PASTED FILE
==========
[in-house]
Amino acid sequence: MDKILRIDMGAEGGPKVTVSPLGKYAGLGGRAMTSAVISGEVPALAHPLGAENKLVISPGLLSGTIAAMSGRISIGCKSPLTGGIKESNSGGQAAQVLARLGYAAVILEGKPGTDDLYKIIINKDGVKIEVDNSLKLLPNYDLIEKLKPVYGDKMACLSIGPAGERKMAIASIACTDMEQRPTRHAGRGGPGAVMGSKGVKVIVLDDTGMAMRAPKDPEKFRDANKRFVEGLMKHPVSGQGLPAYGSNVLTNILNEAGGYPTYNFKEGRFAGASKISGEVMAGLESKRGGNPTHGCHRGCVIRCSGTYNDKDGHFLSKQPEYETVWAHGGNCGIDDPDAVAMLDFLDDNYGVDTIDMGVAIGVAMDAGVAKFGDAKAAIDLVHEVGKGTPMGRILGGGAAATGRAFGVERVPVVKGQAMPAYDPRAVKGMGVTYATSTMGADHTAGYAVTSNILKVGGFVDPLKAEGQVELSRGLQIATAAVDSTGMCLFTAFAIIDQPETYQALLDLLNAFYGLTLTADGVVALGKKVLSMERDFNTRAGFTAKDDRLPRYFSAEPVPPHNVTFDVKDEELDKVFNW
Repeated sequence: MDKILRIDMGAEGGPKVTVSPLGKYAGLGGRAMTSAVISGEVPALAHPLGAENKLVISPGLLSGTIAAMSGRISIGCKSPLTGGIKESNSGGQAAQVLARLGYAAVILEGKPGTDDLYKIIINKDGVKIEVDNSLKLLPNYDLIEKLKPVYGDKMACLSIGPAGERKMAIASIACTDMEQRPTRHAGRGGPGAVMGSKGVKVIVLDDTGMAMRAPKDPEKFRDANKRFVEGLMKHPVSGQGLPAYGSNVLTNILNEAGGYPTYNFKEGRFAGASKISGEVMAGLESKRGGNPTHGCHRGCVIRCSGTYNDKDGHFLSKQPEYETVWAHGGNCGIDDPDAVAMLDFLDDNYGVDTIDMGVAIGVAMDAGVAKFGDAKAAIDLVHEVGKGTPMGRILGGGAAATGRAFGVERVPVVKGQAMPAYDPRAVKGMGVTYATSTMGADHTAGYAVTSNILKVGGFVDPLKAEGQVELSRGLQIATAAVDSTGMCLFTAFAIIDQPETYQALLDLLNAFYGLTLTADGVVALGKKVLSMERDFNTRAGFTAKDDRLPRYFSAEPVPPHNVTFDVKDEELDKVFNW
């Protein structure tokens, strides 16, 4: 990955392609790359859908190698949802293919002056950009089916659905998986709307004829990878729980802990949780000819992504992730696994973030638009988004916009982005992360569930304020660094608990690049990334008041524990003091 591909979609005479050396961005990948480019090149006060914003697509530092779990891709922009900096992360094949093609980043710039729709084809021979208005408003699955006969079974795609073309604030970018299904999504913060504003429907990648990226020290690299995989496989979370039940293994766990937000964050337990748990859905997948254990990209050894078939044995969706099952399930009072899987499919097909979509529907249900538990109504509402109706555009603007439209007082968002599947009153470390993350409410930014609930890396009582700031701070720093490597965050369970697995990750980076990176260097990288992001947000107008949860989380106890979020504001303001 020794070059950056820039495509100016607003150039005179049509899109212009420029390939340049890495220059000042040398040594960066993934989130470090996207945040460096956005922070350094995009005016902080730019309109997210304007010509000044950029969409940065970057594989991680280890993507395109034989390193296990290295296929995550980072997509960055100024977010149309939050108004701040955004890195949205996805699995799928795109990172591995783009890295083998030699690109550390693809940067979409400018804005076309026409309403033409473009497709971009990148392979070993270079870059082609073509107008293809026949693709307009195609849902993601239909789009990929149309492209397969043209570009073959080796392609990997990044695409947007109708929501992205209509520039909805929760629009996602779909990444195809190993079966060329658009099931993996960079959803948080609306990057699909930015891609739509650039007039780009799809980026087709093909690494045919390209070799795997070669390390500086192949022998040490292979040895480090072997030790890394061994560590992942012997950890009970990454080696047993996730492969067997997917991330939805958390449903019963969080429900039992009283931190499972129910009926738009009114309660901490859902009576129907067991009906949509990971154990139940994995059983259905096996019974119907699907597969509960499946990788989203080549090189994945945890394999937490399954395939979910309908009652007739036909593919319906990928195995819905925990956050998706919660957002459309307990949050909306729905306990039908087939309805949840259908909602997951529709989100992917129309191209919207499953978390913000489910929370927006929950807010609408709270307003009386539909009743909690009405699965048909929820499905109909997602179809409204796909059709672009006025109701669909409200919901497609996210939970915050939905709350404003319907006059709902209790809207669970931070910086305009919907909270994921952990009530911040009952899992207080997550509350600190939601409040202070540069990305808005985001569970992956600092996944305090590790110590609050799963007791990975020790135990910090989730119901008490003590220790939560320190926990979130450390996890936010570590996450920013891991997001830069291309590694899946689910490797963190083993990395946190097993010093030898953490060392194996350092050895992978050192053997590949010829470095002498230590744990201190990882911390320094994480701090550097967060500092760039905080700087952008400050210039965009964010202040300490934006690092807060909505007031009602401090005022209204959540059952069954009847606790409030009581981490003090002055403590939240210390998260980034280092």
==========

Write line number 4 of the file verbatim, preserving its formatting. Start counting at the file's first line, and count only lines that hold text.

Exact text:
């Protein structure tokens, strides 16, 4: 990955392609790359859908190698949802293919002056950009089916659905998986709307004829990878729980802990949780000819992504992730696994973030638009988004916009982005992360569930304020660094608990690049990334008041524990003091 591909979609005479050396961005990948480019090149006060914003697509530092779990891709922009900096992360094949093609980043710039729709084809021979208005408003699955006969079974795609073309604030970018299904999504913060504003429907990648990226020290690299995989496989979370039940293994766990937000964050337990748990859905997948254990990209050894078939044995969706099952399930009072899987499919097909979509529907249900538990109504509402109706555009603007439209007082968002599947009153470390993350409410930014609930890396009582700031701070720093490597965050369970697995990750980076990176260097990288992001947000107008949860989380106890979020504001303001 020794070059950056820039495509100016607003150039005179049509899109212009420029390939340049890495220059000042040398040594960066993934989130470090996207945040460096956005922070350094995009005016902080730019309109997210304007010509000044950029969409940065970057594989991680280890993507395109034989390193296990290295296929995550980072997509960055100024977010149309939050108004701040955004890195949205996805699995799928795109990172591995783009890295083998030699690109550390693809940067979409400018804005076309026409309403033409473009497709971009990148392979070993270079870059082609073509107008293809026949693709307009195609849902993601239909789009990929149309492209397969043209570009073959080796392609990997990044695409947007109708929501992205209509520039909805929760629009996602779909990444195809190993079966060329658009099931993996960079959803948080609306990057699909930015891609739509650039007039780009799809980026087709093909690494045919390209070799795997070669390390500086192949022998040490292979040895480090072997030790890394061994560590992942012997950890009970990454080696047993996730492969067997997917991330939805958390449903019963969080429900039992009283931190499972129910009926738009009114309660901490859902009576129907067991009906949509990971154990139940994995059983259905096996019974119907699907597969509960499946990788989203080549090189994945945890394999937490399954395939979910309908009652007739036909593919319906990928195995819905925990956050998706919660957002459309307990949050909306729905306990039908087939309805949840259908909602997951529709989100992917129309191209919207499953978390913000489910929370927006929950807010609408709270307003009386539909009743909690009405699965048909929820499905109909997602179809409204796909059709672009006025109701669909409200919901497609996210939970915050939905709350404003319907006059709902209790809207669970931070910086305009919907909270994921952990009530911040009952899992207080997550509350600190939601409040202070540069990305808005985001569970992956600092996944305090590790110590609050799963007791990975020790135990910090989730119901008490003590220790939560320190926990979130450390996890936010570590996450920013891991997001830069291309590694899946689910490797963190083993990395946190097993010093030898953490060392194996350092050895992978050192053997590949010829470095002498230590744990201190990882911390320094994480701090550097967060500092760039905080700087952008400050210039965009964010202040300490934006690092807060909505007031009602401090005022209204959540059952069954009847606790409030009581981490003090002055403590939240210390998260980034280092």